Lack of Detective/Reader Relationship


Yeah, this book definitely messed with my mind, but I still enjoy it in a way. The narrator was definitely what made this experience more interesting for me as the mystery of their existence intrigues me. Actually, it’s more a mix of intrigue and yet confusion. As a matter of fact, this is actually the hardest blog post I had to make as whenever I tried to come up with some questions, they all seemed to fall flat somewhere, either with a lack of evidence, me essentially asking/screaming “WHAT? WHO? WHY?” at everything (which I know we all are wondering so that’s nothing new), an element that has been explained already, or just me spouting off some kind of insane convoluted theory on you guys and seeing if it would make any sense to you guys. Trust me guys, I want to spare you all from the last one.

Still, I managed to come up with some questions that we can talk about: the idea of how the detective and the reader are supposed to be going along the same plot together. In lecture, it was mentioned that we are supposed to identify ourselves with the detective as we try to solve the mystery/crime with the detective and feel a sense of victory when it’s solved depending on how much the reader is able to get right. With City of Glass and Quinn however, we end up just as lost, if not more so, than Quinn by the end of the story due to various reasons (the narrator we just find out exists, how we don’t know what happened to Quinn, etc.).

Thus, here are my questions:

It’s most likely intentional that we have been gradually more and more separated by Quinn with his multiple identities, him disappearing, and finding out this narrator exists during the last two chapters of the book that we don’t know who they are; so what’s the purpose of this separation? Does that leave the reader to bear the role of detective by themselves with what little knowledge they have like Quinn did with his mystery? Does this enforce the idea that this mystery is a lost cause for both Quinn and the reader or are there still possible solutions to some of the mysteries that the reader could at least partially come up with?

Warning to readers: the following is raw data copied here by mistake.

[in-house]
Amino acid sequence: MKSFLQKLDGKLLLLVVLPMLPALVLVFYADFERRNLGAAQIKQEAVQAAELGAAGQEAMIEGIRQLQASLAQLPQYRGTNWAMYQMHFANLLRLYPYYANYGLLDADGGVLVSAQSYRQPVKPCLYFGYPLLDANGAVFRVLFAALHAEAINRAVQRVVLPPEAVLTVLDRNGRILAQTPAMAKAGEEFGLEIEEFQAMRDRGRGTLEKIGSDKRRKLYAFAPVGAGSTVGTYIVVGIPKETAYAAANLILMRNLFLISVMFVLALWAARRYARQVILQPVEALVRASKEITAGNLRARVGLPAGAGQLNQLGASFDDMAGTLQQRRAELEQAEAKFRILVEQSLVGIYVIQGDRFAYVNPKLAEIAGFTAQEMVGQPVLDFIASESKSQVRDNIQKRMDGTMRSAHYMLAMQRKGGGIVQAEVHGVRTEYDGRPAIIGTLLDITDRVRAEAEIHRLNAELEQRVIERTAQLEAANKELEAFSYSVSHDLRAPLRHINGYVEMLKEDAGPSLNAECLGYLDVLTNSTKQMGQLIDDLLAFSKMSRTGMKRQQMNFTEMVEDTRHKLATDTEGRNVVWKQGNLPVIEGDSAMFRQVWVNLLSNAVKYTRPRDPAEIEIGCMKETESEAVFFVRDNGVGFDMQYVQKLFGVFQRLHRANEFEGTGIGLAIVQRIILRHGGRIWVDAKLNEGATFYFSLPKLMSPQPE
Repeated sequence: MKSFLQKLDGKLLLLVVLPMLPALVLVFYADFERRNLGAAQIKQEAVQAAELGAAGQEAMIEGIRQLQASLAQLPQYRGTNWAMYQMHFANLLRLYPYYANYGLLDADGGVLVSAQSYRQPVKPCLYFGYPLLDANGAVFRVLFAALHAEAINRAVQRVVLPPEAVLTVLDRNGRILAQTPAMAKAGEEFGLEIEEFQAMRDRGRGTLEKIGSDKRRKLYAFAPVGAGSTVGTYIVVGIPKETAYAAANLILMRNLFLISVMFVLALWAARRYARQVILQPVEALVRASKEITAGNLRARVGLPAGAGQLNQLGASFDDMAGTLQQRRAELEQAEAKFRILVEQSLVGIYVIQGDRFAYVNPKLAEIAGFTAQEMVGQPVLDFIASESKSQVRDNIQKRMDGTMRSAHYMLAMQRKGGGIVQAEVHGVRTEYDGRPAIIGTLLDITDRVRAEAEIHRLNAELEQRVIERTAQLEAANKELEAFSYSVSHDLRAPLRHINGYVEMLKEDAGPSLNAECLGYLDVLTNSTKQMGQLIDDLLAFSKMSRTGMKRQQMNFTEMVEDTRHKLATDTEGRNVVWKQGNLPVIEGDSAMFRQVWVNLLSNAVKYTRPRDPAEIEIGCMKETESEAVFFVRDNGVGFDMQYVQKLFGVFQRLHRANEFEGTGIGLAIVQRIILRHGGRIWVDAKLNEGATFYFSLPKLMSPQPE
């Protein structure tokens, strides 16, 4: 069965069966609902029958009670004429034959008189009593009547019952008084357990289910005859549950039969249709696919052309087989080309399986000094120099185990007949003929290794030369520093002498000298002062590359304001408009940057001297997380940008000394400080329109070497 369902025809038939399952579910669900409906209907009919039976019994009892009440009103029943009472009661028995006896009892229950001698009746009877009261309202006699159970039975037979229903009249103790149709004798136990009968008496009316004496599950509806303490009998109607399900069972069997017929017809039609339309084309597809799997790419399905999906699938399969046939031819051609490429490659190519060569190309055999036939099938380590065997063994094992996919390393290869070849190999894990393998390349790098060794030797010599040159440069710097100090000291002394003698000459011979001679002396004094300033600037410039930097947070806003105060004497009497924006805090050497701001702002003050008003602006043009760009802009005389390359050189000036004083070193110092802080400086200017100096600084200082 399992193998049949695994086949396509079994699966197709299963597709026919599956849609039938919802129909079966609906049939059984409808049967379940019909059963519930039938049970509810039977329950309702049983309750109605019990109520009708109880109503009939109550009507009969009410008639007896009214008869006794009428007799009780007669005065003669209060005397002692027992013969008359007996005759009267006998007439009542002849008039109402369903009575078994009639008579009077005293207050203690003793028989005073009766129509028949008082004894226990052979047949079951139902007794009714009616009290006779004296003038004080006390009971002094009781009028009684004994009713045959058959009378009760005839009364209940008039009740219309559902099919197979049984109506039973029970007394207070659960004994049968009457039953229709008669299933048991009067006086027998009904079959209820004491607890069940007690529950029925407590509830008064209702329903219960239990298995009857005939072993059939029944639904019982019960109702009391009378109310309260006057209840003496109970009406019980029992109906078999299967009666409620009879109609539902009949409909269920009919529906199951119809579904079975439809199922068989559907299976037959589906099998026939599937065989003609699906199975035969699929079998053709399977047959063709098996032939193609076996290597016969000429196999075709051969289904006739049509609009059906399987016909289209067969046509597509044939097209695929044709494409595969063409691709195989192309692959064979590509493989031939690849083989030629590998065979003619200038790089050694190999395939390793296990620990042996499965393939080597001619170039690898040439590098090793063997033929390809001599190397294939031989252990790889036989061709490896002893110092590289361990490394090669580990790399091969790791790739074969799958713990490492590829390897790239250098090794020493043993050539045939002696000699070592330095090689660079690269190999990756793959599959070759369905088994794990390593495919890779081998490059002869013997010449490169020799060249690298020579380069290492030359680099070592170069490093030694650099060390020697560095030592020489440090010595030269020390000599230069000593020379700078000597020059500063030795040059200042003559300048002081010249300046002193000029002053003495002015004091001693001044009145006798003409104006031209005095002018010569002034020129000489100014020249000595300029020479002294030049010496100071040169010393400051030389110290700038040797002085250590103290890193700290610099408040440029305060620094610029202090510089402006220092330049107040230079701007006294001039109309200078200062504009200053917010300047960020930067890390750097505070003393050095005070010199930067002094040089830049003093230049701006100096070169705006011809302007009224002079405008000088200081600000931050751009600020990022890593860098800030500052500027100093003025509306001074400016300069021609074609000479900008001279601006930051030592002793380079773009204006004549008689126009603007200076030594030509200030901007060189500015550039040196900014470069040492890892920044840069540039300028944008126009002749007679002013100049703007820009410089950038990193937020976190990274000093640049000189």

I highly doubt we’re all going to solve this crazy mystery, if it was ever intended to be solved at all, but it never hurts to speculate, right? Aside from the obvious headache of course.

One thought on “Lack of Detective/Reader Relationship

  1. Sorry for the belated comment! I think your question about why there is a separation between the reader and the detective in this novel is a good one, but a tough one at the same time. I think the novel is structured so that one feels at first like one is reading a normal detective novel–at first it feels like we’re in the head of Quinn, even if it’s not written from a first person perspective. And it feels like he has a mystery to solve (or at least, a crime to prevent…there isn’t much mystery he’s asked to solve). But then as things go along we become separated from him.

    But at the same time, he perhaps becomes more and more separated from himself. When the author/narrator first really intrudes into the text is on p. 173, when Quinn sits down across from the Stillmans’ apartment to watch it. Arguably, things start to really go downhill from there: he hardly eats, hardly sleeps, and by the end of this vigil he has become someone different (183). So perhaps we get distanced from Quinn as a detective at the same time that he becomes distanced from himself? And I suppose we aren’t following along as he solves a mystery or a crime because, well, the mystery or crime just disappears…

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